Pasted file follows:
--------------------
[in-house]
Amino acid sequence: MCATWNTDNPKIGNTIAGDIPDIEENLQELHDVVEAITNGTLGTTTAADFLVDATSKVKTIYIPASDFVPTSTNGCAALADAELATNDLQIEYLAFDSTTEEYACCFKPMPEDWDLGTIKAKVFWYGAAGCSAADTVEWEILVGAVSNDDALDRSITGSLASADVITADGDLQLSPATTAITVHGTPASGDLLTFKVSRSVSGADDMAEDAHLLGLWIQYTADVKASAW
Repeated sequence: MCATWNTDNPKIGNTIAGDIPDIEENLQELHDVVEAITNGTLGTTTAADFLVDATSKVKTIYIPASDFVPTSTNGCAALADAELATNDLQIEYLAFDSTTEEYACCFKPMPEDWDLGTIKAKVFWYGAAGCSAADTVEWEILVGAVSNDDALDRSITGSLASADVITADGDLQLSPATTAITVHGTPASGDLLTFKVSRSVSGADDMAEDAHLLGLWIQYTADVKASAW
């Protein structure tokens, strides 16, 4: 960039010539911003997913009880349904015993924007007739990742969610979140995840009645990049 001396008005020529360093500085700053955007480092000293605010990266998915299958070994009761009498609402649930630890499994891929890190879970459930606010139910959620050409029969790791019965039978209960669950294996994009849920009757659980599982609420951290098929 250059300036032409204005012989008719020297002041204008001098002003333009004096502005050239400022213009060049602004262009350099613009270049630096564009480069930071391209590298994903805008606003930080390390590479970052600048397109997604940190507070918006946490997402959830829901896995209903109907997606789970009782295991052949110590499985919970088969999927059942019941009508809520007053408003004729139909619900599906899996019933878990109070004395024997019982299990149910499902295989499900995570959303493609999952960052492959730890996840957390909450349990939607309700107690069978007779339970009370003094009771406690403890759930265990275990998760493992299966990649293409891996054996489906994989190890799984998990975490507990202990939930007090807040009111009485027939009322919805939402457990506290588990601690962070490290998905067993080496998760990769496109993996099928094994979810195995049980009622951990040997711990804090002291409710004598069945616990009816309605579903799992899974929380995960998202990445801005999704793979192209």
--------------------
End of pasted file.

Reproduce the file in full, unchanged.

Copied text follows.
[in-house]
Amino acid sequence: MCATWNTDNPKIGNTIAGDIPDIEENLQELHDVVEAITNGTLGTTTAADFLVDATSKVKTIYIPASDFVPTSTNGCAALADAELATNDLQIEYLAFDSTTEEYACCFKPMPEDWDLGTIKAKVFWYGAAGCSAADTVEWEILVGAVSNDDALDRSITGSLASADVITADGDLQLSPATTAITVHGTPASGDLLTFKVSRSVSGADDMAEDAHLLGLWIQYTADVKASAW
Repeated sequence: MCATWNTDNPKIGNTIAGDIPDIEENLQELHDVVEAITNGTLGTTTAADFLVDATSKVKTIYIPASDFVPTSTNGCAALADAELATNDLQIEYLAFDSTTEEYACCFKPMPEDWDLGTIKAKVFWYGAAGCSAADTVEWEILVGAVSNDDALDRSITGSLASADVITADGDLQLSPATTAITVHGTPASGDLLTFKVSRSVSGADDMAEDAHLLGLWIQYTADVKASAW
């Protein structure tokens, strides 16, 4: 960039010539911003997913009880349904015993924007007739990742969610979140995840009645990049 001396008005020529360093500085700053955007480092000293605010990266998915299958070994009761009498609402649930630890499994891929890190879970459930606010139910959620050409029969790791019965039978209960669950294996994009849920009757659980599982609420951290098929 250059300036032409204005012989008719020297002041204008001098002003333009004096502005050239400022213009060049602004262009350099613009270049630096564009480069930071391209590298994903805008606003930080390390590479970052600048397109997604940190507070918006946490997402959830829901896995209903109907997606789970009782295991052949110590499985919970088969999927059942019941009508809520007053408003004729139909619900599906899996019933878990109070004395024997019982299990149910499902295989499900995570959303493609999952960052492959730890996840957390909450349990939607309700107690069978007779339970009370003094009771406690403890759930265990275990998760493992299966990649293409891996054996489906994989190890799984998990975490507990202990939930007090807040009111009485027939009322919805939402457990506290588990601690962070490290998905067993080496998760990769496109993996099928094994979810195995049980009622951990040997711990804090002291409710004598069945616990009816309605579903799992899974929380995960998202990445801005999704793979192209």